highest reported domain sale in 2012 but the Real Money Is Still in Adult Domains highest reported domain sale in 2012 but the Real Money Is Still in Adult Domains

An article just published on operated by AOL states that the real money in domain names is Adult domains or as they call it “sin” I would certainly agree on some points adult domains get huge amounts of traffic well that is adult domains and we all know the story, The Domain King himself Rick Schwartz told recently in an interview his highest trafficked domain was with 35,000 Unique Visitors per day on average.

If you look through the daily sales and weekly sales data at Afternic and Sedo aswell as what Mike Berkens from the and Mike Mann from among others that are selling millions of dollars per week the sales aren’t all adult I would say most domains being sold are generic or keyword domains with little Adult domains being sold well certainly publicly on these platforms from what I have been reading.

What do you think of the story below?

In the Olympic marathon that is the world of online business, wins the 2012 gold medal as the most expensive domain name sold this year — and one of the most expensive website names sold in the history of the Internet.

The news hit the wires Tuesday. Financial news company (referring to the trading of foreign currencies) has broadened its business model by shelling out $2.45 million to acquire the domain name.

According to the company, the website’s new owners intend to use to offer “a complete and free resource for novice and semi-professional traders and investors.” will offer real-time quotes and charts of stocks, bond, futures, commodities and currencies, as well as financial aid tools, calendars, and technical analysis in one virtual box.

All that will be offered to us at no charge. But it cost a pretty penny to wrap it all up neatly in that memorable URL.

Still,’s $2.45 million price tag may be this year’s largest — but it’s by no means the largest ever. Which led us to wonder: Exactly what kinds of domain names do people value more than “investing”?

Vice Is Worth the Price

For the most part, it seems companies are paying top dollar for Internet access to vices. Riffling through the records at Internet domain names sales site, we find that if you go back to 1997 — as far back as the records reach — only 25 domain names have ever fetched a higher price than the one just sold for.

Among these popular 25, it appears the order of preference goes something like this: People are willing to pay up for alcohol first, followed by sex, gambling, and finally money.

Three of the top 25 prices ever paid for Internet domain names are sex sites — has topped the list ever since selling for the ripe sum of $13 million in November 2010. and also paid their sellers well — $9.5 million and $4 million respectively (if not respectably).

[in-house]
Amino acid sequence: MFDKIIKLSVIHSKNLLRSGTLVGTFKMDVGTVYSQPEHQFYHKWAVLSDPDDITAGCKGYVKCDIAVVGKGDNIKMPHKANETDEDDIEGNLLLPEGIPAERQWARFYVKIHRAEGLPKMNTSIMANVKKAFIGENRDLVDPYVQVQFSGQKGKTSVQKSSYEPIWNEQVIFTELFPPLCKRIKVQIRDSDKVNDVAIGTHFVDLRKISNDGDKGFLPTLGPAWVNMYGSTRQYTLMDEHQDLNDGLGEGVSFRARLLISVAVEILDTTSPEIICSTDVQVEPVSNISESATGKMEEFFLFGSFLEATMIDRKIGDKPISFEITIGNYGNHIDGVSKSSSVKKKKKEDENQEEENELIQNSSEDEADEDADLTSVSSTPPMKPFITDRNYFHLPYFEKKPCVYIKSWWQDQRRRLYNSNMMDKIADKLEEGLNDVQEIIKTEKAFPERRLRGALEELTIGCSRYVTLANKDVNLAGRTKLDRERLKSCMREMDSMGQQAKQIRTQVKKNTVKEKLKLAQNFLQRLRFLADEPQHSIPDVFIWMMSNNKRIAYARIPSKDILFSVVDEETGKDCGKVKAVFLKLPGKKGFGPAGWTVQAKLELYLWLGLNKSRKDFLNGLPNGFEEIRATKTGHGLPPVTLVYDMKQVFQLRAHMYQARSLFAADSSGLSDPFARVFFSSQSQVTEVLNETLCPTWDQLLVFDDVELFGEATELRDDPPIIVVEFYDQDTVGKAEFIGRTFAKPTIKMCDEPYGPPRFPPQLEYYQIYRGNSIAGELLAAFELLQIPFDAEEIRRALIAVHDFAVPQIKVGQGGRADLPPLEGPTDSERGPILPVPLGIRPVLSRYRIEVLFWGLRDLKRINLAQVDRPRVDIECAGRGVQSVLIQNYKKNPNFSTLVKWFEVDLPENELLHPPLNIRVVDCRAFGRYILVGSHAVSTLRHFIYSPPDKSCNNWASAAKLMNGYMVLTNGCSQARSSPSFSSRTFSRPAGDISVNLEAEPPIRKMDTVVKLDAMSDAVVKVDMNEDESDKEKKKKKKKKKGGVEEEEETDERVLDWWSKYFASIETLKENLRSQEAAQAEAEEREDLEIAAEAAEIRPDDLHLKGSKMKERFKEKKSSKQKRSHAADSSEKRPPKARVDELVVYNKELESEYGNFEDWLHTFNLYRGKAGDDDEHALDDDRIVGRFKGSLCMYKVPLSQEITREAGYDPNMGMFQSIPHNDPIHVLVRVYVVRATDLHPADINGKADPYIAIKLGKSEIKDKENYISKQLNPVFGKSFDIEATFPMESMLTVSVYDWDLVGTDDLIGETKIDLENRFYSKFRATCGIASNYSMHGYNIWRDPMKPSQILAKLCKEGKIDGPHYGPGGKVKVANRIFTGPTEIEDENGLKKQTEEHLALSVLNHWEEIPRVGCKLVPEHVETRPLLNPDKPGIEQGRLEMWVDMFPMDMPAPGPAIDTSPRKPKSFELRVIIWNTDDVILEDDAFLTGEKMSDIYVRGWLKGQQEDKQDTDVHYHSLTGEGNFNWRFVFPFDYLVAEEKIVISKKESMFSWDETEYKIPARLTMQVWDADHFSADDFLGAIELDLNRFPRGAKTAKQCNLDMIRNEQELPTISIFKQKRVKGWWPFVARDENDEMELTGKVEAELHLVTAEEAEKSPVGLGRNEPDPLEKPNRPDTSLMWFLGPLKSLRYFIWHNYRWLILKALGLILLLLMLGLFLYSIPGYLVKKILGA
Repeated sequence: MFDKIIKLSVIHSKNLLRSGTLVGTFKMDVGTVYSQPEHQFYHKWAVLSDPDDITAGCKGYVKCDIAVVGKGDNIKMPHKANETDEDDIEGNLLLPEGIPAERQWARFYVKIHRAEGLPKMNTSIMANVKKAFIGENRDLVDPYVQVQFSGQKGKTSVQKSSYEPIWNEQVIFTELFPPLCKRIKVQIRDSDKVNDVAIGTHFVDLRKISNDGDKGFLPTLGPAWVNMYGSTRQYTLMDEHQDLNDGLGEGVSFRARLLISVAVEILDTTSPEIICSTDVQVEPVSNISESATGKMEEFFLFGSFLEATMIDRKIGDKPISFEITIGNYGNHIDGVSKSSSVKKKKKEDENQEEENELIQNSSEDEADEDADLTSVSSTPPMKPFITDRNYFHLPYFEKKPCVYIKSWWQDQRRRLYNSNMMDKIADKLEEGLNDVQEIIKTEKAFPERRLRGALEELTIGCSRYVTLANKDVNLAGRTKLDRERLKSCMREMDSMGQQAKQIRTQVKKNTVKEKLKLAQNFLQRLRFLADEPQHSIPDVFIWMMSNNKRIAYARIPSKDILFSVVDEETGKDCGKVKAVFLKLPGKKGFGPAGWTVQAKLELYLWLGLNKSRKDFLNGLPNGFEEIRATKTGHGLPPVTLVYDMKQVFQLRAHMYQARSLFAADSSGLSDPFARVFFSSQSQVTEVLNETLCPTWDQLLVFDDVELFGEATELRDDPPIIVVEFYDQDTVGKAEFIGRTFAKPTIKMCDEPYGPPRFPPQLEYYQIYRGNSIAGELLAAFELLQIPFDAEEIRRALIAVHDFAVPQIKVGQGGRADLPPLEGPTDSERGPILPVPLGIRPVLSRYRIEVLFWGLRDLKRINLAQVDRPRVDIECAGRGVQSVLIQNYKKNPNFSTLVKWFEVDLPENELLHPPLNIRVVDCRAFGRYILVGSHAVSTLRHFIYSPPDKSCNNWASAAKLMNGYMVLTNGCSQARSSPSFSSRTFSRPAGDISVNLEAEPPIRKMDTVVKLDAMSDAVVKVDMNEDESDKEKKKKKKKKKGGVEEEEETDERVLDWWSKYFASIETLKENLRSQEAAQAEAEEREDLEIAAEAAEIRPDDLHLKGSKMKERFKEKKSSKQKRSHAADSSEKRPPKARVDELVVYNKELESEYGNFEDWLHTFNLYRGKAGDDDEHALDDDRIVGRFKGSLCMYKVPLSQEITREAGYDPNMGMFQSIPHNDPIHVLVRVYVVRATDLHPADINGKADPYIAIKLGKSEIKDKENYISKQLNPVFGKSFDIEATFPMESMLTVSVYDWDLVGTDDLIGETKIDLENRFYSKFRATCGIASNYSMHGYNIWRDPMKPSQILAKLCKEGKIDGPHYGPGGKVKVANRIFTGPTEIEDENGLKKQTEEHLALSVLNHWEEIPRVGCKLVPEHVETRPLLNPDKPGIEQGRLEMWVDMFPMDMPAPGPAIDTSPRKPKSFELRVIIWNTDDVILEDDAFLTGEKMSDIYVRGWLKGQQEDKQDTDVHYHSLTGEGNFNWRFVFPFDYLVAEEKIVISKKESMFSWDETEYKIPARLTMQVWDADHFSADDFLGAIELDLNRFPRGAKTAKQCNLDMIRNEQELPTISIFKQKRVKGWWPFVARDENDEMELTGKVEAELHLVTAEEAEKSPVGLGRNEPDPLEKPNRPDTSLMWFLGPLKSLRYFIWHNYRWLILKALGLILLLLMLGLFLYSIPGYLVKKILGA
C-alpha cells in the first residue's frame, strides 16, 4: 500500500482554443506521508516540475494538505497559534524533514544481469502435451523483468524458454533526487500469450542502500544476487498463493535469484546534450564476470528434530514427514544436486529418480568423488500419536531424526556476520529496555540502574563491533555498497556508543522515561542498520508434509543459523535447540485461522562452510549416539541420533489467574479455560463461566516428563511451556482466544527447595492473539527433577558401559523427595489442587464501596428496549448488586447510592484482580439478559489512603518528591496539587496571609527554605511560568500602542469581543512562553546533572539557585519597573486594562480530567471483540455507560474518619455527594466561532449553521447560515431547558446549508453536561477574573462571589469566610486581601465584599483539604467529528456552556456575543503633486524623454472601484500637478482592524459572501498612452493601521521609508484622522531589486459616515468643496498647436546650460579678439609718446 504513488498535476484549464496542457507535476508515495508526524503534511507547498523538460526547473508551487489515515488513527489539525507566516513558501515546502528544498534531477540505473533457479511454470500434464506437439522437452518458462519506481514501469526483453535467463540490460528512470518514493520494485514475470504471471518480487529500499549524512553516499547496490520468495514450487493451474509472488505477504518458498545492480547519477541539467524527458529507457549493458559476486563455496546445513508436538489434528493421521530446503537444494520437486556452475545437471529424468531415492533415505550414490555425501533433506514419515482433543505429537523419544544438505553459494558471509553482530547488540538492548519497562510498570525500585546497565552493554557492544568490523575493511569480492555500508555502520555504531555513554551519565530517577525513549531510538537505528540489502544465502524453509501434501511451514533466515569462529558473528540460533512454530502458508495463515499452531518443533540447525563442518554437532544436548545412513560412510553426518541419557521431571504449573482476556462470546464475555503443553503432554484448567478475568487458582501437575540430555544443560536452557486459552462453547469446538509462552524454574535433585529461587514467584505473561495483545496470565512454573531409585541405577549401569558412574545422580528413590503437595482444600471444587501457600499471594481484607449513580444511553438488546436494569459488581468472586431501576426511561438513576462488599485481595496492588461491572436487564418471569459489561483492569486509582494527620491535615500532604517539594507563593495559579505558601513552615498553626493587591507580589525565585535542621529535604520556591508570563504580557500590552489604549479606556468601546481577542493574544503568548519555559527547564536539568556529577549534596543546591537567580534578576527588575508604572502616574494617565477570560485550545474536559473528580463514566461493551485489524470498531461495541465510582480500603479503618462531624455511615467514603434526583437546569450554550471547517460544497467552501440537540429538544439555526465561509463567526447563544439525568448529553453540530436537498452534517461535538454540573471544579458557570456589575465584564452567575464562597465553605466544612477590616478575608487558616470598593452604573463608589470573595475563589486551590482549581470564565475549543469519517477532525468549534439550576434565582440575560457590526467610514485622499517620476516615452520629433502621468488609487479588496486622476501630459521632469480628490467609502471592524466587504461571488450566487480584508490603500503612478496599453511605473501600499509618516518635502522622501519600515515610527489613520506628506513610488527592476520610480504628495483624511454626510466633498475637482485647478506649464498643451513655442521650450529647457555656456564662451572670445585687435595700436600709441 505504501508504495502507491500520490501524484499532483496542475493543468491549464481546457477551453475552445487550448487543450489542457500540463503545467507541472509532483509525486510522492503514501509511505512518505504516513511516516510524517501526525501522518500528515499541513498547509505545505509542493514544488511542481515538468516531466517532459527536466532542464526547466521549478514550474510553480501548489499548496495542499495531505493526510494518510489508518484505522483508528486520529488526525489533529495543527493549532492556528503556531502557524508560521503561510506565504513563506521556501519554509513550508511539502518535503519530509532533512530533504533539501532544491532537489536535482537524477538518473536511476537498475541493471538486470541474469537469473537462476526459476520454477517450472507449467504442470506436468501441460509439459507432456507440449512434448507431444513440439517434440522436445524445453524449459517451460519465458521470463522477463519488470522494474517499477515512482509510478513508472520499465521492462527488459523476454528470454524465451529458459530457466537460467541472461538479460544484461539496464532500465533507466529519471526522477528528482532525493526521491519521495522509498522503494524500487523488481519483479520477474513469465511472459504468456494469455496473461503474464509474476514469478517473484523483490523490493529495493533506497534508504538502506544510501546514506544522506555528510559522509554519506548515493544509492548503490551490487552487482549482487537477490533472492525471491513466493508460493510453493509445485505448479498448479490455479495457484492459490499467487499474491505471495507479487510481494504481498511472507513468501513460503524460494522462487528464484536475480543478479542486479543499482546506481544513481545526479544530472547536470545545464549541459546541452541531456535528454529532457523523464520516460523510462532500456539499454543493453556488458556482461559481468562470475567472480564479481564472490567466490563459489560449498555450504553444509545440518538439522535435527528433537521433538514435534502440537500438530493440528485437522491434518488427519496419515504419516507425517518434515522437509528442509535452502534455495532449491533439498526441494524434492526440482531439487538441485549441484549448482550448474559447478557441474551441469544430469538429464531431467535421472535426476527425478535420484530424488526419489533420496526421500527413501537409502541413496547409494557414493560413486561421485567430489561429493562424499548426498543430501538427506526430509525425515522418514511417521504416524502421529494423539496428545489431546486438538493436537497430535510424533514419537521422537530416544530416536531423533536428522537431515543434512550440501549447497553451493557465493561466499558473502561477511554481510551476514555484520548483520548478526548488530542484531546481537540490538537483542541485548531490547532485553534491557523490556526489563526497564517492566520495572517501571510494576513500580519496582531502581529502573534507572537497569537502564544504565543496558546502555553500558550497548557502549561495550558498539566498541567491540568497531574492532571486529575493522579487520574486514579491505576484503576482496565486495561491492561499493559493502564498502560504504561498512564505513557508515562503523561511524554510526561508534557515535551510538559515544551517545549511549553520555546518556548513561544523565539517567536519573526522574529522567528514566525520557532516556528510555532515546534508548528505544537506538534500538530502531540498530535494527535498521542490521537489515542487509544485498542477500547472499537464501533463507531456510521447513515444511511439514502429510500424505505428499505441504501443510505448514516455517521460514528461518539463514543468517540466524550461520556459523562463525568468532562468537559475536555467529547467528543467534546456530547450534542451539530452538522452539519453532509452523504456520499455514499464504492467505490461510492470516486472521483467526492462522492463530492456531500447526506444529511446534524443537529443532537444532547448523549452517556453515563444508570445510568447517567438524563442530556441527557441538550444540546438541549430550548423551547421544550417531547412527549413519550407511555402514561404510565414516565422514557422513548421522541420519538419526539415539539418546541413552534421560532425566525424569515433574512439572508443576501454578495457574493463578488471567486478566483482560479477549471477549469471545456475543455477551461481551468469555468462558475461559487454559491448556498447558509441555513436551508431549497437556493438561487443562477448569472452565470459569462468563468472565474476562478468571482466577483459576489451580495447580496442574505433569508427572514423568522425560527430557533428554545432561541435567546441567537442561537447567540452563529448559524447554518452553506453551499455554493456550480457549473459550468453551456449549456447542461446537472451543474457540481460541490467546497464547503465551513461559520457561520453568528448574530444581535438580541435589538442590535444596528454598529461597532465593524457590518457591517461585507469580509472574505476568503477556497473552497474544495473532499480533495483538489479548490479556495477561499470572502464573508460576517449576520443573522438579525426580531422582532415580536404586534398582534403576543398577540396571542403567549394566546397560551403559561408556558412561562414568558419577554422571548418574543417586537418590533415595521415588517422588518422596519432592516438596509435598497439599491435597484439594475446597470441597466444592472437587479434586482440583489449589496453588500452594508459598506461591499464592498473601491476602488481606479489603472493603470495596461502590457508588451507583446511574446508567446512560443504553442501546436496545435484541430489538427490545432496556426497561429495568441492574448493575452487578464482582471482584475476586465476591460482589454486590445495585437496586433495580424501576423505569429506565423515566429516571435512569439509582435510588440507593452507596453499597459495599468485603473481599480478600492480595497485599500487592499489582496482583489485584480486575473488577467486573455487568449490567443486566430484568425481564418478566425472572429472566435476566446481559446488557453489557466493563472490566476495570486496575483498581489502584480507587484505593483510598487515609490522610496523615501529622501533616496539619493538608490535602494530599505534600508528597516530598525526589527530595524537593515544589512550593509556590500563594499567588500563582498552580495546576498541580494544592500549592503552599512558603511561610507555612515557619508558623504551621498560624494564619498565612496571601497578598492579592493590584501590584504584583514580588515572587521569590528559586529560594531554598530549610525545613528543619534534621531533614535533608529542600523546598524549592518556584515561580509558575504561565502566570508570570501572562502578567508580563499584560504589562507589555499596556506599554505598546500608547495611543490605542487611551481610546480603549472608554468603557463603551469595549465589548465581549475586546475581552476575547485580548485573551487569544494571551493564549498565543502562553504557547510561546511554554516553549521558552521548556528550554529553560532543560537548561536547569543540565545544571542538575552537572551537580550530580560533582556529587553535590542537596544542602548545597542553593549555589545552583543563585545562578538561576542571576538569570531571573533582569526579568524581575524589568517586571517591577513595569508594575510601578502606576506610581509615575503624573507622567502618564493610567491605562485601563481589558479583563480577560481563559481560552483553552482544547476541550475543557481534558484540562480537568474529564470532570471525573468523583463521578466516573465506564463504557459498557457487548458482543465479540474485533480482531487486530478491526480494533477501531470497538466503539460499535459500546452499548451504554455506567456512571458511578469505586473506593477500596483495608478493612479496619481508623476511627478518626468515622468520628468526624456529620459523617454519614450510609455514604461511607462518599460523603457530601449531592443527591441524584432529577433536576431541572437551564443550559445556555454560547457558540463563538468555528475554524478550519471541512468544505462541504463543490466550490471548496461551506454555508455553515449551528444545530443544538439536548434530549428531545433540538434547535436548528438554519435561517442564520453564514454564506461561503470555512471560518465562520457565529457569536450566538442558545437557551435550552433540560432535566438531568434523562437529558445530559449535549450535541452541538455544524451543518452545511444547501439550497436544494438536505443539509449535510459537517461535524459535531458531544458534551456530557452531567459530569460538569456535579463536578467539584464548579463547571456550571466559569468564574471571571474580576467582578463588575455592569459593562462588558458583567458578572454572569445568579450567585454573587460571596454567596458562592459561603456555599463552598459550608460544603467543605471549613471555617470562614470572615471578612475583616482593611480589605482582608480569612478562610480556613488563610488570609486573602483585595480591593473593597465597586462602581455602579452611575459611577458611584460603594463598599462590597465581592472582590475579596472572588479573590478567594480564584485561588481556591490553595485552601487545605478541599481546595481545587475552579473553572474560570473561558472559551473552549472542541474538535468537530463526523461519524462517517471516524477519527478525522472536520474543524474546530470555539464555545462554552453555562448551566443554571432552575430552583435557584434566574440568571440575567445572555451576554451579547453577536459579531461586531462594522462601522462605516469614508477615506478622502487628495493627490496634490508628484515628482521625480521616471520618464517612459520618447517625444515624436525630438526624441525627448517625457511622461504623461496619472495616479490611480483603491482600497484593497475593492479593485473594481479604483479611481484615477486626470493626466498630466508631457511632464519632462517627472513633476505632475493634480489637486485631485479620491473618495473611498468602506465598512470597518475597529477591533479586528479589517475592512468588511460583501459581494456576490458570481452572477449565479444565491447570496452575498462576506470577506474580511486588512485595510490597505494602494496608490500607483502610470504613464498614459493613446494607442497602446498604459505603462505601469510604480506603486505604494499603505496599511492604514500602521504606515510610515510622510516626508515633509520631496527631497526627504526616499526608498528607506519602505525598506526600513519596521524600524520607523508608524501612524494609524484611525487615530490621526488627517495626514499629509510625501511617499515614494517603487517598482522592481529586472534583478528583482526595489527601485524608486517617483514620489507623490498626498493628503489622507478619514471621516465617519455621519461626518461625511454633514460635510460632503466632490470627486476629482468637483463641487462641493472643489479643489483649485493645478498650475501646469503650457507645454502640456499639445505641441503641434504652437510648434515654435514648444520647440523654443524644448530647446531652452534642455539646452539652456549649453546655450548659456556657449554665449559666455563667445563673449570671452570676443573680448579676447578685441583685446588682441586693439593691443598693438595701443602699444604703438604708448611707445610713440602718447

Gambling is also popular — with and going for $5.5 million apiece (to different buyers).

But with four related sites making the list, the most popular domain name category of all is alcohol. So far, the hot 25 list includes sales of domain names for $7 million, for $3.3 million, for $2.9 million, and for $3 million — this last sum paid by popular distiller Russian Standard.

Doesn’t Anyone Like Money Anymore?

As for investing sites like itself, they tend to lag in popularity. Bank of America (BAC) shelled out $3 million to acquire more than a dozen years ago, in January 2000. That move probably inspired rival Citigroup’s (C) own purchase of (No. 34 on the list) two months later. Someone going by the name “Philip Gentile” managed to snag for one Ulysses S. Grant shy of a $10 million purchase price back in March 2008 — $9,999,950.

Even so, money may be making a comeback in popularity. So if you’ve snagged yourself a good deal on a nice financial domain name from and are looking to parlay that $9.99 purchase into some real bucks, take heart: The top two selling prices for domain names in 2012 were both financial sites:, for $1 million, and now for more than twice that. Looks like the prices are finally going up.

Motley contributor Rich Smith regrets to say… he has no domains to sell today. Nor does he own shares of any company named above. The Motley Fool owns shares of Bank of America and Citigroup.

About the Author

Robbie Ferguson is an Internet Entrepreneur, Domain Investor, Domain Broker, Blogger and founder of various websites and eCommerce businesses such as

1 Comment on " highest reported domain sale in 2012 but the Real Money Is Still in Adult Domains"

  1. Most finance names of any merit have been developed long ago, making pure finance domain transactions hard to quantify, although if I were giving out awards I think the purchase of for 25k will be one of the major deals that people look back on a super bargain.

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